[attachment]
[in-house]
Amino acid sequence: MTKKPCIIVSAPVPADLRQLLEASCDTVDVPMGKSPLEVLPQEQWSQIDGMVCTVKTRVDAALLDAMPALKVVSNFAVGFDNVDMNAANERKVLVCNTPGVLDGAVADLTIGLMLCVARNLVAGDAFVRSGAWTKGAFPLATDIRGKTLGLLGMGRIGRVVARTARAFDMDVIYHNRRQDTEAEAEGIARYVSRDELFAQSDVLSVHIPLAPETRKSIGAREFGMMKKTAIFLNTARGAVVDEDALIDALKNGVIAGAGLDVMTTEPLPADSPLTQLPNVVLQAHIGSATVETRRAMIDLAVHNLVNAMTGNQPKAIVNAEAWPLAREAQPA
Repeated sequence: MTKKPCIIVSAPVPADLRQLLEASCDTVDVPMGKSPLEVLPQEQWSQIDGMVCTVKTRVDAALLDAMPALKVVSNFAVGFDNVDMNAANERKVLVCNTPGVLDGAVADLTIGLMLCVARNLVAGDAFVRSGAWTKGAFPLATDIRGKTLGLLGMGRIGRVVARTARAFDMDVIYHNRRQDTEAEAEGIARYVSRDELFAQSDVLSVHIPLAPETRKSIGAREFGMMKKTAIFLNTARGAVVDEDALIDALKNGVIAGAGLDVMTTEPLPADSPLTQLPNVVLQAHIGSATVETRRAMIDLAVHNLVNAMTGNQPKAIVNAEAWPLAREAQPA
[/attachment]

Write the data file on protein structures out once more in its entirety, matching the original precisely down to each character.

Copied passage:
[in-house]
Amino acid sequence: MTKKPCIIVSAPVPADLRQLLEASCDTVDVPMGKSPLEVLPQEQWSQIDGMVCTVKTRVDAALLDAMPALKVVSNFAVGFDNVDMNAANERKVLVCNTPGVLDGAVADLTIGLMLCVARNLVAGDAFVRSGAWTKGAFPLATDIRGKTLGLLGMGRIGRVVARTARAFDMDVIYHNRRQDTEAEAEGIARYVSRDELFAQSDVLSVHIPLAPETRKSIGAREFGMMKKTAIFLNTARGAVVDEDALIDALKNGVIAGAGLDVMTTEPLPADSPLTQLPNVVLQAHIGSATVETRRAMIDLAVHNLVNAMTGNQPKAIVNAEAWPLAREAQPA
Repeated sequence: MTKKPCIIVSAPVPADLRQLLEASCDTVDVPMGKSPLEVLPQEQWSQIDGMVCTVKTRVDAALLDAMPALKVVSNFAVGFDNVDMNAANERKVLVCNTPGVLDGAVADLTIGLMLCVARNLVAGDAFVRSGAWTKGAFPLATDIRGKTLGLLGMGRIGRVVARTARAFDMDVIYHNRRQDTEAEAEGIARYVSRDELFAQSDVLSVHIPLAPETRKSIGAREFGMMKKTAIFLNTARGAVVDEDALIDALKNGVIAGAGLDVMTTEPLPADSPLTQLPNVVLQAHIGSATVETRRAMIDLAVHNLVNAMTGNQPKAIVNAEAWPLAREAQPA